Perimenopause (premenopause)

Perimenopause is the phase before menopause actually takes place, when ovarian hormone production is declining and fluctuating, causing a host of symptoms.

Some clinicians maintain that perimenopause can last for as long as 5 to 15 years, and refer to perimenopause as that period which is a 3 to 4 year span just before menopause. Either way, many women experience more symptoms during perimenopause than after menopause. Because this often happens at an age between 35 and 45, many women's symptoms are overlooked or ignored by their healthcare providers.

Most premenopausal women experience changes in their menstrual cycle. When estrogen levels begin to drop, the follicular phase of the cycle may be shortened, and this can shorten the total cycle from 28–30 days to 24–26 days, resulting in more frequent periods. On the other hand, some women begin having longer cycles because they are not ovulating as frequently. These changes can be quite different on an individual basis. Additionally, this declining/fluctuating estrogen level can produce a host of disturbing symptoms: hot flashes, increasing vaginal dryness, sleep problems, mood swings, breast tenderness and many other complications.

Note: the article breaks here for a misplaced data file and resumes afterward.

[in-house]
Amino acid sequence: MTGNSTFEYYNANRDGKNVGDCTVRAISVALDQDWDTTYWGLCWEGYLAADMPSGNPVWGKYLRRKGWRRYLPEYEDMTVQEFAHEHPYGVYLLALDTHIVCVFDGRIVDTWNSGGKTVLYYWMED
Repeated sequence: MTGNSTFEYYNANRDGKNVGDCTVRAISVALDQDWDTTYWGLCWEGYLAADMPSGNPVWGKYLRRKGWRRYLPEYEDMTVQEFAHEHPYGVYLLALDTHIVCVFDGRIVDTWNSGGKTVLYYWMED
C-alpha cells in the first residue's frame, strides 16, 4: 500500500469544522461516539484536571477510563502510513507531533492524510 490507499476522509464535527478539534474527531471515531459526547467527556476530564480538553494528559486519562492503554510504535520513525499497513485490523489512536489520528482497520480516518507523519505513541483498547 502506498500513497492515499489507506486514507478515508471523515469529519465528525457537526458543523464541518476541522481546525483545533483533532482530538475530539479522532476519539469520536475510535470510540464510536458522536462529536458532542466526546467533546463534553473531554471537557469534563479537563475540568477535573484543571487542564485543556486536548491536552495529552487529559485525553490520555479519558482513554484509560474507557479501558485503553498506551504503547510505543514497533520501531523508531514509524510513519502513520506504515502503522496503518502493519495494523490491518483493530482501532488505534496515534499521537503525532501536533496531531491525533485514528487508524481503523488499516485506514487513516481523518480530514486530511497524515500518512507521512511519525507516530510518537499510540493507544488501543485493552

Many clinicians believe this is a perfect time to begin judicious estrogen/progesterone/testosterone therapy because then the hormone supplements do not create an excess, but are simply replacing a failing internal supply.

There is a relatively small number of women who hardly notice any changes before menopause. Their periods just stop overnight with few, if any, symptoms.

Another small percentage of women experience significant, dramatic symptoms that, when left untreated, ultimately lead to surgical intervention. Many women find at this time too many physicians strongly urging surgery and failing to provide information about the alternatives to, and consequences of, hysterectomy.